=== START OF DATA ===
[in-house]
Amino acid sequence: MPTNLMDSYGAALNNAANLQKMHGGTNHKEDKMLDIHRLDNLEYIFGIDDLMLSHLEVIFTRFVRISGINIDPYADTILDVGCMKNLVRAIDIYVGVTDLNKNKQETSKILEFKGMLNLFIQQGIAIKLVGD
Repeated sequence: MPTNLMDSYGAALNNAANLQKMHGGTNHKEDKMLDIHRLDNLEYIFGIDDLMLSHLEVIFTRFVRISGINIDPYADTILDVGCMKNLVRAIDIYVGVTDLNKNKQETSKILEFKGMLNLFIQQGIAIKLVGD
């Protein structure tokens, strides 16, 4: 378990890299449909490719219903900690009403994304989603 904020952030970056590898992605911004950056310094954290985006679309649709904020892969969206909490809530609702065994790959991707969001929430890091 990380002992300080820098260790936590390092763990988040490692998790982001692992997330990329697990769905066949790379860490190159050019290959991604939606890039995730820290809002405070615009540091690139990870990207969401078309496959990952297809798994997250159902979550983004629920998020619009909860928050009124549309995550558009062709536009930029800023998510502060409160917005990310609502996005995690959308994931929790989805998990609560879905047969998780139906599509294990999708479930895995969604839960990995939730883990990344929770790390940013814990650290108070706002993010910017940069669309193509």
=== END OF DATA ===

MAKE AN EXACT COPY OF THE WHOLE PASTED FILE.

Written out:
[in-house]
Amino acid sequence: MPTNLMDSYGAALNNAANLQKMHGGTNHKEDKMLDIHRLDNLEYIFGIDDLMLSHLEVIFTRFVRISGINIDPYADTILDVGCMKNLVRAIDIYVGVTDLNKNKQETSKILEFKGMLNLFIQQGIAIKLVGD
Repeated sequence: MPTNLMDSYGAALNNAANLQKMHGGTNHKEDKMLDIHRLDNLEYIFGIDDLMLSHLEVIFTRFVRISGINIDPYADTILDVGCMKNLVRAIDIYVGVTDLNKNKQETSKILEFKGMLNLFIQQGIAIKLVGD
């Protein structure tokens, strides 16, 4: 378990890299449909490719219903900690009403994304989603 904020952030970056590898992605911004950056310094954290985006679309649709904020892969969206909490809530609702065994790959991707969001929430890091 990380002992300080820098260790936590390092763990988040490692998790982001692992997330990329697990769905066949790379860490190159050019290959991604939606890039995730820290809002405070615009540091690139990870990207969401078309496959990952297809798994997250159902979550983004629920998020619009909860928050009124549309995550558009062709536009930029800023998510502060409160917005990310609502996005995690959308994931929790989805998990609560879905047969998780139906599509294990999708479930895995969604839960990995939730883990990344929770790390940013814990650290108070706002993010910017940069669309193509």